What makes a hero can be something quite specific to an individual. I believe that it is not just sporting prowess, and maybe not sporting ability at all. It is their sporting ability that puts them in the limelight, but it is what they do once there that can make them stand out as a hero.
There are many other attributes, other than skill, that should be considered for labeling someone as a sporting hero. A hero should be aware that they are a role-models and act accordingly. They usually have the money to do whatever they want to do, and the real heros choose to give some of it back to those more needy, and to be a positive influence in the community. Heroes also should have good family relationships and relate well with people.
In an article analyzing UK heroes, Parry (2009) (see references) concluded that to become a hero athletes should combine skill with devotion to family, charity work and a place in popular culture. I have combined these attributes of a sporting hero with major points from the discussion above to create a five point rating system so that you can rate particular sportspeople on how you think they stack up as a hero. Here are my five criteria of being a hero, and a description of what they mean. To use these criteria to rate some heroes, see the rating page. Are all these criteria equal in terms of what makes a hero? Help answer that question by rating the importance of each of these criteria.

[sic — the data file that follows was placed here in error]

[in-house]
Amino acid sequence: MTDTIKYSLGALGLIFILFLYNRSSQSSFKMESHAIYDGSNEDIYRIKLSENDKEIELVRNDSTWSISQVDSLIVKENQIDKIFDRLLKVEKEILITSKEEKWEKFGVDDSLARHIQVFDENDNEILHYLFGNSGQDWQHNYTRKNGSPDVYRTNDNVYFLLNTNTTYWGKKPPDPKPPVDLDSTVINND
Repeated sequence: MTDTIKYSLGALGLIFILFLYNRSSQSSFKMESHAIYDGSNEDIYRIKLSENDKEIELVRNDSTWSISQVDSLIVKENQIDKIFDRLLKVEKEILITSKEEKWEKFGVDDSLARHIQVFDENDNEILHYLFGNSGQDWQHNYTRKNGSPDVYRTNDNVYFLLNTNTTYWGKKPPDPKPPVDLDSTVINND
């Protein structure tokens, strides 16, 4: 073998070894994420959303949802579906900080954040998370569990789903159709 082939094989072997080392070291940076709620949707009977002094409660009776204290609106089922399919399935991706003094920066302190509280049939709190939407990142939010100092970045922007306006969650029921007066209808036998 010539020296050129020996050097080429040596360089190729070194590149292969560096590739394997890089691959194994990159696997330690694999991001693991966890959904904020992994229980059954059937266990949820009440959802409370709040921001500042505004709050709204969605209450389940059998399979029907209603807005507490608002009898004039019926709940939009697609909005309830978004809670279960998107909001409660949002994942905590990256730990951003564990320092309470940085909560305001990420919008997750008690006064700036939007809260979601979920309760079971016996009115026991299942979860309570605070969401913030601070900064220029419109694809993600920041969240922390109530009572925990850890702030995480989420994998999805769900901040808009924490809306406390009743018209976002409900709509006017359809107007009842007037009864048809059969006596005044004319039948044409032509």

- skill — a hero will be very skillful in their chosen sport
- character — they know they are a role-models and act accordingly.
- family — they have good family relationships and relate well with people.
- charity work — they strive to be a positive influence in the community, giving back as much as they receive.
- popular culture — a great hero will be greater than their sport, and well known outside of sport altogether.
- Rate your Hero
- Hero Profiles
- Why don't you suggest your hero